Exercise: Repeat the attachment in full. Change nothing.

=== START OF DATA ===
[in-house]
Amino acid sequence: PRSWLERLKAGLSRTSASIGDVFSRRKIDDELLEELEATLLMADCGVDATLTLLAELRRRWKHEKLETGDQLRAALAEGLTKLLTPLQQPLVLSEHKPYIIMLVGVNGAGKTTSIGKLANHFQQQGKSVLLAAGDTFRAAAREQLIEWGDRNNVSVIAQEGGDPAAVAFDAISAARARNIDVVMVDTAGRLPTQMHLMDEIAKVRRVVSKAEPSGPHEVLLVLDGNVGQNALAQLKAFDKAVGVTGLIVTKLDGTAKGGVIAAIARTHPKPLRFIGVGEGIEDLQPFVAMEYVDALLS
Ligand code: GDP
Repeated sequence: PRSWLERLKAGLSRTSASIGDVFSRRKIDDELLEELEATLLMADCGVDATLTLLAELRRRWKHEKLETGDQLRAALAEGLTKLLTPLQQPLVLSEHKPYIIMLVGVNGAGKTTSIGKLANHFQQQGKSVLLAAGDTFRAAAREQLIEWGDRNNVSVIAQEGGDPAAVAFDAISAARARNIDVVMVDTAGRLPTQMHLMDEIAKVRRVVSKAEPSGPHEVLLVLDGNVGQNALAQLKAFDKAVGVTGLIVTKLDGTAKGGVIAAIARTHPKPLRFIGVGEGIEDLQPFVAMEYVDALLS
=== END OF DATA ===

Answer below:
[in-house]
Amino acid sequence: PRSWLERLKAGLSRTSASIGDVFSRRKIDDELLEELEATLLMADCGVDATLTLLAELRRRWKHEKLETGDQLRAALAEGLTKLLTPLQQPLVLSEHKPYIIMLVGVNGAGKTTSIGKLANHFQQQGKSVLLAAGDTFRAAAREQLIEWGDRNNVSVIAQEGGDPAAVAFDAISAARARNIDVVMVDTAGRLPTQMHLMDEIAKVRRVVSKAEPSGPHEVLLVLDGNVGQNALAQLKAFDKAVGVTGLIVTKLDGTAKGGVIAAIARTHPKPLRFIGVGEGIEDLQPFVAMEYVDALLS
Ligand code: GDP
Repeated sequence: PRSWLERLKAGLSRTSASIGDVFSRRKIDDELLEELEATLLMADCGVDATLTLLAELRRRWKHEKLETGDQLRAALAEGLTKLLTPLQQPLVLSEHKPYIIMLVGVNGAGKTTSIGKLANHFQQQGKSVLLAAGDTFRAAAREQLIEWGDRNNVSVIAQEGGDPAAVAFDAISAARARNIDVVMVDTAGRLPTQMHLMDEIAKVRRVVSKAEPSGPHEVLLVLDGNVGQNALAQLKAFDKAVGVTGLIVTKLDGTAKGGVIAAIARTHPKPLRFIGVGEGIEDLQPFVAMEYVDALLS